0.8% of GDP needed to ensure full pension coverage in 2030

Vietnam needs some 0.8% of its gross domestic product to ensure that every person aged 65 and above, including those who do not avail of social insurance, can receive a basic pension in 2030.


0.8% of GDP needed to ensure full pension coverage in 2030, vietnam economy, business news, vn news, vietnamnet bridge, english news, Vietnam news, news Vietnam, vietnamnet news, vn news, Vietnam net news, Vietnam latest news, Vietnam breaking news

Vietnam needs some 0.8% of GDP to ensure full pension coverage in 2030

In a recent analysis, the International Labor Organization’s (ILO’s) senior social protection specialist, Nuno Cunho, said that Resolution 28-NQ/TW on social insurance reforms, issued by the Party Central Committee on May 23, will help bring Vietnam closer to developed economies in terms of social welfare.

The resolution targets widespread coverage of social welfare by building a multilevel system that combines payments sourced by the tax and social insurance systems.

This is crucial as Vietnam is one of the countries with a fast aging rate. Increasing life expectancy and lower birth rates have resulted in higher numbers of elderly people who need to be taken care of and few people who can care for the elderly.

According to data from the ILO, in 2015, each person aged 60 and above required six persons, on average, in the working-age group to look after them. This number is estimated to reduce to two persons in the working-age group by 2055.

Cunha noted that the sandwich generation---people in the working age group who look after themselves as well as their children and aging parents---will then become more prominent in Vietnam. Ensuring social welfare for all old people benefits not only the elderly but also their families, he added.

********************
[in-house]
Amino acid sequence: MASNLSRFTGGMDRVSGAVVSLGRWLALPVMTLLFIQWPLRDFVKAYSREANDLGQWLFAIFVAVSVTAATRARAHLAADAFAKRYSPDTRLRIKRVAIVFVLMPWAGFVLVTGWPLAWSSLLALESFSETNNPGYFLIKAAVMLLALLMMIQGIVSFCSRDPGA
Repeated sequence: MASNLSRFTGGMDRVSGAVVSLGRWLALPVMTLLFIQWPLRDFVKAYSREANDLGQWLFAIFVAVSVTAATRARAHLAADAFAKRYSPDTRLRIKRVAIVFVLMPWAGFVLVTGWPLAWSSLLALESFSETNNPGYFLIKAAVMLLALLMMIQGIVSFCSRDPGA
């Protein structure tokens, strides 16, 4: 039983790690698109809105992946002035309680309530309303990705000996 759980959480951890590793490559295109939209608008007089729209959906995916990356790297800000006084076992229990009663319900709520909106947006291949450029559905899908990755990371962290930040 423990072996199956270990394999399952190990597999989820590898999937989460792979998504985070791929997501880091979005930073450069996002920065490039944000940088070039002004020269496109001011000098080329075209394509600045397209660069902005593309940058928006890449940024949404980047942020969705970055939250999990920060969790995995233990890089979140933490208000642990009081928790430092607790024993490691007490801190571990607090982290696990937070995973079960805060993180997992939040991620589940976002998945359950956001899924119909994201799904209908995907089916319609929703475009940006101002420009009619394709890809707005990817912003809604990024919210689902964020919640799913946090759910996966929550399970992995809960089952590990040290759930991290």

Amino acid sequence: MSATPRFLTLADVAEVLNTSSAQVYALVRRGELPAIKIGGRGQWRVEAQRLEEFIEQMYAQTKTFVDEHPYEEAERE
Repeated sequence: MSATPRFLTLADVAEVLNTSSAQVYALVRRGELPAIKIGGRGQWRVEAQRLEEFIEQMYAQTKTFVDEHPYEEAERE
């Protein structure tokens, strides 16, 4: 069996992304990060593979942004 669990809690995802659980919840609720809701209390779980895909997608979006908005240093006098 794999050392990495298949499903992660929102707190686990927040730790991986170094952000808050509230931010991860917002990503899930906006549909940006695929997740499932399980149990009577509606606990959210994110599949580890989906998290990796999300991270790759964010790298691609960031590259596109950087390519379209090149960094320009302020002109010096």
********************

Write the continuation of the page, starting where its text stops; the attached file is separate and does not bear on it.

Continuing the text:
Another important reform is a planned roadmap for increasing the retirement age to one that is fair to both men and women and is on par with international standards.

Cunha admitted that some reforms are not easy and do not always receive public approval.

The resolution also aims to make the pension system more attractive by setting specific targets to lower the age requirement for pensions from the current 20 years to 10 years.

In addition, the resolution restricts one-off social insurance payments. According to Cunha, these payments have not proved to be an optimal solution to the elderly’s income as the amounts are often spent immediately. He remarked that the lump sum payments do not change and that the pension system could never succeed in guaranteeing incomes for the elderly.

The specialist believes that even though the resolution has achieved many breakthroughs, there is still a lot of work to be done.

With the current ratio of people availing social insurance and to ensure widespread coverage, it is necessary to rely on the pension system rather than solely on social insurance contributions.

Cunha said the number of people aged 65 and above receiving pensions based on insurance payments cannot be more than two million. In other words, some 10 million elderly people in the country do not receive pensions.

This, he said, will increase regular expenditures for the Government.

Another challenge is the coordination of policies.

Vietnam has made considerable progress in social support and social insurance. However, the building of a multilevel system requires more efforts, and a conversion from two independent policies to a multilevel model is an optimal solution.

It also requires adjustments of the institutions and legal frameworks, Cunha added.

SGT

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